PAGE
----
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Global Health Thought Leadership

A Mini Solution: Unique Project Brings Sanitation to Rural Alaskans

With more than 3,000 homes in rural Alaska lacking piped water systems, sanitation remains a serious challenge in many remote communities. As COVID-19 reached Alaska, residents in these unserved communities became even more vulnerable to the spread of the virus.

“Those communities that lack basic services have higher rates of skin infections, infectious diarrhea and acute respiratory infection among children and elders,” said Troy Ritter, water subject matter expert for the Centers for Disease Control and Prevention (CDC). “There is a striking difference in health outcomes between served and unserved communities.”

In coordination with CDC, the CDC Foundation approached the Alaska Native Tribal Health Consortium (ANTHC) to see how they could help. As a nonprofit agency with deep ties to Alaska Native and American Indian communities across the state, ANTHC began exploring ways to address the critical sanitation needs.

The answer was the Mini Portable Alternative Sanitation System (PASS). Comprised of a simple gravity fed 20-gallon handwashing station and ventilated toilet, the Mini PASS is an iteration of a larger PASS unit designed by ANTHC engineers and used in rural homes across the state. Smaller in size than the original PASS system, the Mini PASS was ideal for smaller homes and easier to transport to remote Alaskan communities. The newly designed unit also has a low-flow faucet that enables household members to use fresh water, rather than reusing water from a basin—a critical improvement in sanitation. Because it uses no seepage pit, which requires digging in summer months, the Mini PASS can also be installed at any time of year. 

“With these CDC Foundation funds, there was flexibility, so we could use the funding to provide systems that were a bit different than what had been used in the past,” Ritter said. “We had this unique infrastructure sitting on the shelf, and we knew it worked.”

Working first with tribal regional health associations who chose the most vulnerable communities, ANTHC then coordinated with community elders to identify the residents most in need. Once the homes were identified, ANTHC staff visited the homes to make sure the units would fit, and to educate the homeowners on proper use of the system. 

“The project can only be successful if the homeowner embraces the technology,” said Jacqualine Schaeffer, community development manager for ANTHC, who conducted the home visits. “If it’s too difficult, chances are that system is going to fail because we didn’t use the correct communication method.”

Though the initial target was to provide 100 Mini-PASS units in 10 selected communities, ANTHC staff looked carefully at the costs and logistics of the project and determined the target might be better lowered to 75 homes. Wanting to reach as many homes as possible with the funding available, they looked hard at solutions.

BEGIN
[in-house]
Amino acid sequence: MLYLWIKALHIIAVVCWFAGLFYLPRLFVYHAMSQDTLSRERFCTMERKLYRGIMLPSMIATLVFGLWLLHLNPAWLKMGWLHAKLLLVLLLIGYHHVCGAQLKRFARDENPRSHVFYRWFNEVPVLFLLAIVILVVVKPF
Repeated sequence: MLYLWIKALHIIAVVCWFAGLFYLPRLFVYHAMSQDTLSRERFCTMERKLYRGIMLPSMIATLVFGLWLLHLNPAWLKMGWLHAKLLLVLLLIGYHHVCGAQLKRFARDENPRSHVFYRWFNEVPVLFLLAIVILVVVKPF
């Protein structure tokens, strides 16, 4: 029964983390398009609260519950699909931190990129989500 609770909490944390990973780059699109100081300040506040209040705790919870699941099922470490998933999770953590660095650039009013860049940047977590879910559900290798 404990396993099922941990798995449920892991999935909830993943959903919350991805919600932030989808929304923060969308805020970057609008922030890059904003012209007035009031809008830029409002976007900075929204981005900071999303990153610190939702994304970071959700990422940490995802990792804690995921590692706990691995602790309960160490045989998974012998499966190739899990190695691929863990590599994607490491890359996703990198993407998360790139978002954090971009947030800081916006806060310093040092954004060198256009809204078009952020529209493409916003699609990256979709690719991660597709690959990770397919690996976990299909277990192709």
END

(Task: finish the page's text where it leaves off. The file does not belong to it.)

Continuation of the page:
“We went to the CDC Foundation with the issue, and they asked how much we would need to hit that 100 mark,” said Charissa Williar, sanitation facilities program manager for ANTHC. “They were able to come through with additional support, so at that point we were full steam ahead.”

Through CDC Foundation funding and the generosity of a private CDC Foundation donor, ANTHC was able to install 100 Mini-PASS units within six months. The funding also provided for the hiring of a local champion in each of the 10 communities to support the unit recipients and troubleshoot any problems that arise. Another 32 units will be installed by late 2021 with additional funds from the CDC Foundation and a contribution by an Alaska-based nonprofit.

While the Mini-PASS system is still an intermediate solution, because it doesn’t solve the bigger challenge of piped water and sewage, the unit does create a far healthier environment, a critical point in homes often crowded with extended family in unsanitary conditions, said Schaeffer.

“Imagine 10 people living under one roof without running water or any sanitation,” Schaeffer said. “They use a 5-gallon bucket for human waste, so there is a risk factor there that communities live with every day. But this system helps alleviate that risk.”

This project will serve as model for other hard-to-reach communities. “Our work with ANTHC and CDC highlights how innovation supports the needs of communities,” said Ramot Adeboyejo, MPH, emergency response officer for the CDC Foundation. “The Mini-PASS unit is an example of one mechanism that can be scaled to serve many other communities who face unique challenges similar to the recipient families in Alaska. It has truly been an honor to work with ANTHC and CDC on this project.” 

 

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